Think about downsizing
If Cleveland lacks the personnel to play bigger lineups and prefers not to play more slowly, the most obvious remaining stylistic adjustment is to opt for smaller lineups. In Game 1, center Tristan Thompson went scoreless and grabbed just three rebounds in 22 minutes. As the Warriors built their lead, Lue opted for shooter-heavy lineups that didn’t include Thompson in an effort to make up the deficit.
After being punished by Thompson on the glass in previous meetings, the Warriors looked committed to bracketing him with multiple box outs. They also seemed eager to force him to make quick decisions with the ball, swarming him when possible in hopes of forcing turnovers.
Thompson offered an unforgiving assessment of his own play. “Trash,” he said. “Trash. I have to be better. I have to bring more energy, make it tough for them. I know they're watching film, and something for them it's to keep me off the glass. It's going to be a wrestling match down there, and you have to keep it going and make it tough for them and just try to wear them out. … I have to be reminded that against this team, you have to go balls out.”
Although Lue said Saturday that the Cavaliers are “not worried about Tristan,” the limitations in Thompson’s games show through when he’s not finding success extending possessions. Perhaps most importantly, his lack of outside shooting allows Golden State to keep an extra body, often Green, near the basket area to defend against drives by James and Irving. In Game 1, the Cavaliers shot just 15-35 on attempts from inside five feet and they are facing a Warriors defense that has ranked first this postseason by allowing just 54.1% shooting within five feet. If Thompson remains neutralized on the glass and if he can’t keep the defense honest with dunking finishes or extra passes to shooters, his presence will drag down Cleveland’s offensive efficiency pretty quickly. James needs all the room to attack this defense that he can get and he needs as many shooting targets for his passes in post-ups and drive-and-kick scenarios as possible.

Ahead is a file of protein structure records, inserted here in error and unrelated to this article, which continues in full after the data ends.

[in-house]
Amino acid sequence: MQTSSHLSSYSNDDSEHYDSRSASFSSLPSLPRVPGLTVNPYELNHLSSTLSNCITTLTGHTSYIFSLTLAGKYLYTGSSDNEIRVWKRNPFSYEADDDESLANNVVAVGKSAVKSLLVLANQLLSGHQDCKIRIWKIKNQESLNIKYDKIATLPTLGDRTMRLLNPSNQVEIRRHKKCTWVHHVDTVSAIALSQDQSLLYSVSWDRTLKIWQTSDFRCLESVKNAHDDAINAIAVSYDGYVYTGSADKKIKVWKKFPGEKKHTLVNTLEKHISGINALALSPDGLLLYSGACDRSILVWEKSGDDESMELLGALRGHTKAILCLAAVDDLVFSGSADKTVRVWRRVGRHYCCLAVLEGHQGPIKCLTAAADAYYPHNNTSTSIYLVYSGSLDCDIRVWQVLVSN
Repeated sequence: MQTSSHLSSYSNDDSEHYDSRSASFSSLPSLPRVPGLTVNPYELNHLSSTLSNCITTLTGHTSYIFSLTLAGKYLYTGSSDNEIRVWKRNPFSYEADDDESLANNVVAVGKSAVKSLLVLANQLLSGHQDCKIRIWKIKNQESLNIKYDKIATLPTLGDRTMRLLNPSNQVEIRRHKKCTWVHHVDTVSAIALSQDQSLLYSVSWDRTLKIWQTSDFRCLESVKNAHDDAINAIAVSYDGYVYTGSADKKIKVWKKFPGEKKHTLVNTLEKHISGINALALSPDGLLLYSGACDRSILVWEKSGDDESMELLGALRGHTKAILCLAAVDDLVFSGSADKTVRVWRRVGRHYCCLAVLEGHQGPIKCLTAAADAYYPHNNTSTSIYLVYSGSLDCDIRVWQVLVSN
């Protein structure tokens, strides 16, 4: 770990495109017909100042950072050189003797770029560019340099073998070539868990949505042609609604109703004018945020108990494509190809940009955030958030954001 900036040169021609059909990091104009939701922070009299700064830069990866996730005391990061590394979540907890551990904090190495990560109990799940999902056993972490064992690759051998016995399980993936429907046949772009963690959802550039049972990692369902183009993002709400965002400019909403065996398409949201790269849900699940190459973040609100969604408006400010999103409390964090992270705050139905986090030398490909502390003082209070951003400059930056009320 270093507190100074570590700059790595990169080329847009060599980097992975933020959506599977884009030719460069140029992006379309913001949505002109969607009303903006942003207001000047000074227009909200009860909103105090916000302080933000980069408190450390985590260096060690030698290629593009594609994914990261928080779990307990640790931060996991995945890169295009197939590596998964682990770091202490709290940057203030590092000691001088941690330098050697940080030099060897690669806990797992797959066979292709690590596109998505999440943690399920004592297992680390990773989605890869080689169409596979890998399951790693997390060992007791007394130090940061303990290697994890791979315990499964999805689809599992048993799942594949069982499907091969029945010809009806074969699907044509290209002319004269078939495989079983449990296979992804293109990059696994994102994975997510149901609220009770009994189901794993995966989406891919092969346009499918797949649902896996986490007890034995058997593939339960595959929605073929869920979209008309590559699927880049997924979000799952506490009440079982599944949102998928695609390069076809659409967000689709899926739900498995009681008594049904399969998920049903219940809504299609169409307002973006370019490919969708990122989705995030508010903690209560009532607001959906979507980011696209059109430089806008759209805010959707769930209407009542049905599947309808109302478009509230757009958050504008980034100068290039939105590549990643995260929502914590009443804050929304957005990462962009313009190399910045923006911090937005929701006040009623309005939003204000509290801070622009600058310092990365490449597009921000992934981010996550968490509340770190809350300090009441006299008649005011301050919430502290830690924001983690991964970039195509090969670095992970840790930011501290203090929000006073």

The main trade-off to cutting Thompson’s role is removing one of Cleveland’s most reliable and versatile defensive pieces, further exposing the Cavaliers to Durant’s drives, around-the-basket opportunities for Curry and JaVale McGee lobs. That’s no easy move, especially given that it would heap greater defensive responsibilities on to the likes of James and Love. If Thompson continues to be “trash,” though, Lue’s only option is to embrace spread lineups and play for a shootout because his bench is devoid of defensive-minded bigs.